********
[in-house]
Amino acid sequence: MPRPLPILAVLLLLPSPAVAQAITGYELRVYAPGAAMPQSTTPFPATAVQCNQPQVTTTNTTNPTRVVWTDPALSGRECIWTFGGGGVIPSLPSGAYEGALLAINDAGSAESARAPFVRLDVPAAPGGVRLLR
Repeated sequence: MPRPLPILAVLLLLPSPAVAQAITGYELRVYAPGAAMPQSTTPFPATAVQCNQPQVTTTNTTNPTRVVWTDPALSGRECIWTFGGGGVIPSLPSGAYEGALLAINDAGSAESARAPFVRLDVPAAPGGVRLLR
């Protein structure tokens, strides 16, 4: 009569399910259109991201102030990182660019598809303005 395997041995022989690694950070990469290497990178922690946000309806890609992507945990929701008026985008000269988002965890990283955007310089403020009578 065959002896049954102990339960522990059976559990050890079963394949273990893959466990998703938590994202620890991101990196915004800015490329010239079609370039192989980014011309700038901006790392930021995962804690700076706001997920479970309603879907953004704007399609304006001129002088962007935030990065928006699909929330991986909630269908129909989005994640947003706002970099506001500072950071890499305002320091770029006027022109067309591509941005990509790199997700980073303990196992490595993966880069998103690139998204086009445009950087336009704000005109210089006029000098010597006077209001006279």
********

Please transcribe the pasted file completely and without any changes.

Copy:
[in-house]
Amino acid sequence: MPRPLPILAVLLLLPSPAVAQAITGYELRVYAPGAAMPQSTTPFPATAVQCNQPQVTTTNTTNPTRVVWTDPALSGRECIWTFGGGGVIPSLPSGAYEGALLAINDAGSAESARAPFVRLDVPAAPGGVRLLR
Repeated sequence: MPRPLPILAVLLLLPSPAVAQAITGYELRVYAPGAAMPQSTTPFPATAVQCNQPQVTTTNTTNPTRVVWTDPALSGRECIWTFGGGGVIPSLPSGAYEGALLAINDAGSAESARAPFVRLDVPAAPGGVRLLR
């Protein structure tokens, strides 16, 4: 009569399910259109991201102030990182660019598809303005 395997041995022989690694950070990469290497990178922690946000309806890609992507945990929701008026985008000269988002965890990283955007310089403020009578 065959002896049954102990339960522990059976559990050890079963394949273990893959466990998703938590994202620890991101990196915004800015490329010239079609370039192989980014011309700038901006790392930021995962804690700076706001997920479970309603879907953004704007399609304006001129002088962007935030990065928006699909929330991986909630269908129909989005994640947003706002970099506001500072950071890499305002320091770029006027022109067309591509941005990509790199997700980073303990196992490595993966880069998103690139998204086009445009950087336009704000005109210089006029000098010597006077209001006279």